At Mobility Lab‘s recent hack day, WMATA released a copy of the GTFS data they use for their trip planner. The trip planner includes schedule data for a total of 19 different transit agencies. GTFS, General Transit Feed Specification, is a collection of files that together form a complete description of all the routes, stops, and schedules. WMATA released an animation of the data last November (see Maps in Motion: Telling Stories from Transit Data). With the GTFS data now publicly available, I wanted to try making my own animations.

The clock runs until 31:14, which is 7:14am. Typically GTFS schedules run past 24 hours in order to indicate trains and buses that began their schedules before midnight (or whatever is considered the end of the service day). But this GTFS schedule is pushed back because of a MARC train that begins 30:00, or 6am. To me, that is a data entry error. If you can think of a reason for that odd scheduling, leave a comment.

The paths aren’t exact. The dots move in straight lines between stops.

I used different colors for each transit system, and show the number of vehicles currently in service. Metrorail and Metrobus are considered to both be a part of WMATA, and thus share the same color. The codes are the ones used in the GTFS files:

Code System
ANN Annapolis Transit
ARL ART – Arlington Transit
BUS TheBus – Prince George’s County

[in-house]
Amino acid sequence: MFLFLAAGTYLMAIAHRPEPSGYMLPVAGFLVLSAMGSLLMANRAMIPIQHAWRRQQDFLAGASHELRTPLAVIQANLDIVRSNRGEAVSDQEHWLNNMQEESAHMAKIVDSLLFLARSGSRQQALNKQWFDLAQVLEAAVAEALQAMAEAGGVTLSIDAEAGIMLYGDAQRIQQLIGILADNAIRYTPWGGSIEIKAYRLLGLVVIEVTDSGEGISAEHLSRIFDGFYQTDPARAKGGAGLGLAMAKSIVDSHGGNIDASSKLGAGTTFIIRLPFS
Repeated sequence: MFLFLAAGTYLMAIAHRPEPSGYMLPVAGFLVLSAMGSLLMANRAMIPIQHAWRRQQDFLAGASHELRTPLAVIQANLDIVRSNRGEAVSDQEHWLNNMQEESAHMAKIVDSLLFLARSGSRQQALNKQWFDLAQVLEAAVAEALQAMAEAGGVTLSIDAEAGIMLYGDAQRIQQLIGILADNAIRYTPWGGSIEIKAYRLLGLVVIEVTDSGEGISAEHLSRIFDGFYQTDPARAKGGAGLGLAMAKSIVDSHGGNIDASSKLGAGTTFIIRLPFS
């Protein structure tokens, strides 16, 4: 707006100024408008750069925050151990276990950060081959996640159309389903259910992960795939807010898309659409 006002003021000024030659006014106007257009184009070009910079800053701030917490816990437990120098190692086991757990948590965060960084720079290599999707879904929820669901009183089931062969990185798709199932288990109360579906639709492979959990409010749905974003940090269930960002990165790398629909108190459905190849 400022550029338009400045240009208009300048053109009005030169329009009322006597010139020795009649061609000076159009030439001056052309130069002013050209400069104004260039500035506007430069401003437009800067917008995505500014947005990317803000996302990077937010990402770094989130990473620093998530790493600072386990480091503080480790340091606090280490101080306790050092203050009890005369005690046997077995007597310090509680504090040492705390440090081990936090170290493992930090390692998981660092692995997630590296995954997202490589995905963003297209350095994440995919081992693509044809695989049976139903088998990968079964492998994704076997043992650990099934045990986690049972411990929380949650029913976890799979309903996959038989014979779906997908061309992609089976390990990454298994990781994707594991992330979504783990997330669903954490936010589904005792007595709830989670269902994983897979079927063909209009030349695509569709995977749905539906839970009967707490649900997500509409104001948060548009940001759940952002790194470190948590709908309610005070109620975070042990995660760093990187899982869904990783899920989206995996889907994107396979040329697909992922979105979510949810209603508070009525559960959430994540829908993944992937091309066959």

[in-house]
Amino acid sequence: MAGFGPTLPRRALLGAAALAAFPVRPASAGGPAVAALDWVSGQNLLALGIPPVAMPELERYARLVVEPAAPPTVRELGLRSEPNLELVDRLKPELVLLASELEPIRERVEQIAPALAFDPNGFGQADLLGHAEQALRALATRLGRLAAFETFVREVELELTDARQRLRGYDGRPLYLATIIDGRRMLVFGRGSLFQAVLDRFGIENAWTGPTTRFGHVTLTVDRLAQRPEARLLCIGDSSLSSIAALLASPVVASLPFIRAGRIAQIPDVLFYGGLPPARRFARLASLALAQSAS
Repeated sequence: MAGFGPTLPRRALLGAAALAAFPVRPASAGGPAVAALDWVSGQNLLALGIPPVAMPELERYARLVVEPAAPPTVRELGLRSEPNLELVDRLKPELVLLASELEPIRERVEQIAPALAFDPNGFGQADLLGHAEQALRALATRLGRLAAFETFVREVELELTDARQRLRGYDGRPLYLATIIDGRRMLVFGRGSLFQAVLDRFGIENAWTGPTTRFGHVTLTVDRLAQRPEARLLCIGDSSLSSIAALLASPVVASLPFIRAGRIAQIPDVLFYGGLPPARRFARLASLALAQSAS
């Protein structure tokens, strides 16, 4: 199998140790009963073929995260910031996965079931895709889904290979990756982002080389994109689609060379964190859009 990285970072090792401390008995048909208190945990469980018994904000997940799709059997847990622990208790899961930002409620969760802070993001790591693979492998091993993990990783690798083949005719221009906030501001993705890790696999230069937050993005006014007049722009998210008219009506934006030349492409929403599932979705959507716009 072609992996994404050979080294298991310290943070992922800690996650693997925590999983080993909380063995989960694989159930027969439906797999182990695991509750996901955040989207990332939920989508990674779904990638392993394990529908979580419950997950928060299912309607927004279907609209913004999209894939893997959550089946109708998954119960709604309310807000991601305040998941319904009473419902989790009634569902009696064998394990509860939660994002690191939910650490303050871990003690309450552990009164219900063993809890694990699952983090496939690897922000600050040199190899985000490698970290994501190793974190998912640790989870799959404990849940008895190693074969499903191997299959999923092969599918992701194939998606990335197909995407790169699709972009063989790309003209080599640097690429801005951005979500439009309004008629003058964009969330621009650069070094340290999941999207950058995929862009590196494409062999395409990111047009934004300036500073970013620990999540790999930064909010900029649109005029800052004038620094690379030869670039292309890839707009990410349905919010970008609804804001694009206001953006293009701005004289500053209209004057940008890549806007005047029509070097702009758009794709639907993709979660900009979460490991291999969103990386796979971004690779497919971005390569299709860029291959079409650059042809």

CAR Laurel Connect-a-Ride
DAT Alexandria DASH
DC DC Circulator
FFX Fairfax Connector
FRE Frederick TransIT
HO Howard Transit
LOU Loudoun County Transit
OML OmniLink
OMR OmniRide Commuter Bus
Q CUE – City of Fairfax
RIB LINK – Reston
RO Ride On
UM UM Shuttle
VRE Virginia Railway Express

I was able to zoom in and get a close look at the city of Washington. I used the trick described in Made-to-Order Mapmaking to choose a map border and make sure the GTFS data was correctly mapped to the region shown.

Zooming further in lets me show the neighborhoods around Dupont Circle.

This view reveals a bit of an oddity with the Circulator route. The “Dupont Circle – Georgetown – Rosslyn” route seems to have two buses that terminate in Dupont at the same time, but only one turns around to go back. I’m not sure if this is an anomaly in the GTFS data, or the way I am interpreting the data.

The GTFS data is available at the Mobility-Lab-Data-Visualization-Hack-Day hackpad (see “Data Sources”). I’ve put my code on GitHub.

YouTube’s compression does degrade the quality of the original QuickTime-format videos, but the originals are too big to display. The file for the DC close-up was 294 megabytes.

At its peak, the region’s 19 transit system have 2,990 trains and buses in service. I hope these animations help reveal the network’s complexity and beauty.

Washington Region’s Transit Network

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